Diana Reviews: Rae Carson's - "The Crown of Embers"


She does not know what awaits her at the enemy’s gate.

The Crown of Embers is the sequel to the amazing The Girl of Fire and Thorns, which I’ve reviewed previously. This review will contain spoilers for the first book, so if you haven’t read it yet, please do. The first book is amazing. And if you’re wondering if the sequel lives up to its potential… yes. It does.

Once again, we follow Elisa, now the queen of Joya d’Arena. She still has low self-esteem issues (it’s hinted that, while she’s no longer obese, she’s still chubby) but she’s still this incredibly smart, strong character we’ve grown to love.

Right off the bat, as Elisa travels across the city in a celebratory parade, there’s an attack, a sign that the Invierno threat is still not gone, despite what many had thought. In order to know how she can destroy her enemies once and for all, Elisa will go in a dangerous journey, where her Godstone and her faith are her only guides. Throughout the book she grows, becoming even stronger and more determined than she was before.

Slowly, we watch Elisa fall in love with someone new, and it’s a mix between amusement and frustration—the good kind, though. I’m not going to lie, I had seen this romance coming from almost the beginning of the first book. It made sense. You’re reading about it and you already know Elisa is in love, and that the man is in love with her as well, but the characters don’t. And then Rae Carson teases you with these touches, these kisses, these scenes, and you’ll be slightly angry that nothing really happens but at the same time you’ll be glad because she’s keeping her characters true to themselves. And when Elisa finally admits her love, it’s in a dire situation and you’ll adore her even more for it.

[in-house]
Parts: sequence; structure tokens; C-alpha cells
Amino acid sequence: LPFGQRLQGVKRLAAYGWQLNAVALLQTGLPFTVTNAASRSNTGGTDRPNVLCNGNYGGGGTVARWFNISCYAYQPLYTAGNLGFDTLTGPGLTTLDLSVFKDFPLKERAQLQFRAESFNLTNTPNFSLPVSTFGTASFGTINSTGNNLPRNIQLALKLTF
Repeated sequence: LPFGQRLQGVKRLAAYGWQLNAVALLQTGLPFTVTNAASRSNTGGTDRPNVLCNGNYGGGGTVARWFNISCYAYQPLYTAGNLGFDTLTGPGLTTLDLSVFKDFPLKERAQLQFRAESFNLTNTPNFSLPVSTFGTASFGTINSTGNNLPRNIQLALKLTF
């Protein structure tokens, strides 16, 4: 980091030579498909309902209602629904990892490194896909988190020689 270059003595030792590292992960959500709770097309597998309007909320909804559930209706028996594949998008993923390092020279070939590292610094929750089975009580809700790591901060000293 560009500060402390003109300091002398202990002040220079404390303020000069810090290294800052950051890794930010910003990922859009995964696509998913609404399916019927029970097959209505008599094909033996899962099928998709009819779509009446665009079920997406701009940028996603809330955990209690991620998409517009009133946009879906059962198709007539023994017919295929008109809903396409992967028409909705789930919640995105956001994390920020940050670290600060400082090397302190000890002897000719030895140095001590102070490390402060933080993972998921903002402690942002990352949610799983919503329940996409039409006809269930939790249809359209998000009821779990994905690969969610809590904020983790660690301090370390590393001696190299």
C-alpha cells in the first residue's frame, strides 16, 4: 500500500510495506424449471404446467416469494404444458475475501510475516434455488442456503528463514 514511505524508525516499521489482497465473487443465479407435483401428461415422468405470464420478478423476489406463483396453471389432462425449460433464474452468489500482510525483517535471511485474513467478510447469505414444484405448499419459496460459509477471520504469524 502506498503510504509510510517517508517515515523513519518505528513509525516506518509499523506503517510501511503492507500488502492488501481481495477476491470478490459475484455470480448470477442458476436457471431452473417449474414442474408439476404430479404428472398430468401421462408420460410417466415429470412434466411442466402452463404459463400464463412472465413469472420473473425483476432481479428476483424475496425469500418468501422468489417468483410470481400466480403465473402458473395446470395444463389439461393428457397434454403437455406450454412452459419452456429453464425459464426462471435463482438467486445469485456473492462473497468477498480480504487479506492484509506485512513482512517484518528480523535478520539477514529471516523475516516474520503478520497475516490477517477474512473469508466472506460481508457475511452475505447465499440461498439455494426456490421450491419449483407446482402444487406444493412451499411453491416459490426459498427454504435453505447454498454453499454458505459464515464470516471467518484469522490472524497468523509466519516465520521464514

The romance in this book was, in my opinion, far better than the one in The Girl of Fire and Thorns, and while it was a great part of the book, it was not my favourite. Elisa alone still takes the cake (pun intended, since she loves those) for being the most amazing, smart, resourceful, stubborn heroine ever. Main characters in Young Adult are becoming clichés, and she’s a breath of fresh air in that trend.

But what I admire the most about Elisa is her balance between recklessness and calculated risk. She enlists the help of unconventional allies—one of them an Invierno himself. She navigates a world of treachery and manipulation with surprising grace. And when the time comes to choose between ultimate power and her humanity, her choice will surprise you. Again, Rae Carson is true to her characters no matter what, and Elisa’s choice is a reflection of herself. I didn’t get why she did it at first, but then I realized it would have been even more outrageous if things had been different.

The writing is, like in the first book, nearly flawless. The pictures of Elisa’s surroundings are clear and the characterization is absolutely top-notch. Really, you’ll have trouble finding a Young Adult book whose writing is as clear and as intricate as this one.

The Crown of Embers is a worthy successor of its predecessor, a book I absolutely could not put down. You’ll fall even more in love with Elisa (really, I can’t stress it enough: I adore her) and, in the end, you’ll be crushed that the last book is not out yet.

Yes, it’s that good.

The Crown of Embers

  • Hardcover: 416 pages
  • Publisher: Greenwillow Books; 1 edition (September 18, 2012)
  • Language: English
  • ISBN-10: 0062026518
  • ISBN-13: 978-0062026514

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